We Need Librarians More Than Ever.

The profession that had once been the quiet gatekeeper to discrete palaces of knowledge is now wrestling a raucous, multiheaded, madly multiplying beast of exploding information and information delivery systems. Who can we trust? In a world where information itself is a free-for-all, with traditional news sources going bankrupt and publishers in trouble, we need librarians more than ever.

— Marilyn Johnson, This Book Is Overdue! p. 7

Much More Than TV

From I Found It on the Internet:  Coming of Age Online, by Frances Jacobson Harris:

“Online communication has great potential for increasing intimacy and closeness in human relationships.”

(page 50)

This reminds me of what I used to say when we first got e-mail–“Somebody finally found a way to get men to write letters.”

I’m also reminded of how, before she died, I got to know my grandma better than I ever had before–after I moved to Germany and began posting pictures of castles.  She was my biggest fan.

Here’s how Frances Jacobson Harris led up to the above quotation:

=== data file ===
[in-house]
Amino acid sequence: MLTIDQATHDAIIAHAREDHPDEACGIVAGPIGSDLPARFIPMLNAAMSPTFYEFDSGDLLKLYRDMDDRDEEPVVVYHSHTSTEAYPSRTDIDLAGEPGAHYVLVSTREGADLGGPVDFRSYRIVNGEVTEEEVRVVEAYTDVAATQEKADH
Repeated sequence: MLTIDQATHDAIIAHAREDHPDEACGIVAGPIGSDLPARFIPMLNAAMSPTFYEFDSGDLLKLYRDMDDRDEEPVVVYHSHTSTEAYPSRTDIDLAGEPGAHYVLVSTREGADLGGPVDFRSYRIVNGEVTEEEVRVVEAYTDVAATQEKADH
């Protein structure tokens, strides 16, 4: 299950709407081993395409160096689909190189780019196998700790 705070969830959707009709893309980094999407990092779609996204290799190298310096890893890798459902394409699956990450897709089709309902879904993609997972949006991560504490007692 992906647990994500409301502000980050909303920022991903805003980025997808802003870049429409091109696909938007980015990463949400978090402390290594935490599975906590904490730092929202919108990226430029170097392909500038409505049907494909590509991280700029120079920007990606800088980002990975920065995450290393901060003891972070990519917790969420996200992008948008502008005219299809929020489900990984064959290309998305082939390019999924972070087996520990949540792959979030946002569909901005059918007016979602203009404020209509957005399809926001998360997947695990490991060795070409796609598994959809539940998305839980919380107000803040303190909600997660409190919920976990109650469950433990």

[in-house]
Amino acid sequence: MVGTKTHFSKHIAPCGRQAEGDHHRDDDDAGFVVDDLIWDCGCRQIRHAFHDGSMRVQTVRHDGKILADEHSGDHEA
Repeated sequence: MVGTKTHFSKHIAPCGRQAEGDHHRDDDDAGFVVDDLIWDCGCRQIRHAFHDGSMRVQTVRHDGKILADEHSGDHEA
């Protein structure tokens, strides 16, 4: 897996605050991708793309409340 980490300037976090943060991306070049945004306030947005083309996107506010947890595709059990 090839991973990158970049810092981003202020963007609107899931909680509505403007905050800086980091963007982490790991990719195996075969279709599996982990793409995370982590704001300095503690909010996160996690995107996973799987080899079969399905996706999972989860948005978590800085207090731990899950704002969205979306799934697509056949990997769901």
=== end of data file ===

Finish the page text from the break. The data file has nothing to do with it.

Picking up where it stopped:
“While new technology takes away some things, it also gives back others.  In the virtual environment, we lose visual cues, changes in tone of voice, and other subtle nuances that are clear in face-to-face interaction.  But the virtual setting brings along its own cues and conventions.  Participants are often more direct with one another, more candid, and so more “honest” than they would be otherwise.  Contacts may be more frequent and spontaneous, if only because they are easier to initiate.  There is simply less inertia to overcome, less start-up time.  Everyone is infected by this ease, not just teenagers.  Using e-mail and instant messaging, I have kept up with my far-flung middle-aged cousins as well as my teenaged nieces.  One no longer needs a “reason” to make the contact or, as my nieces would say, it’s just not such a big hairy deal any more.”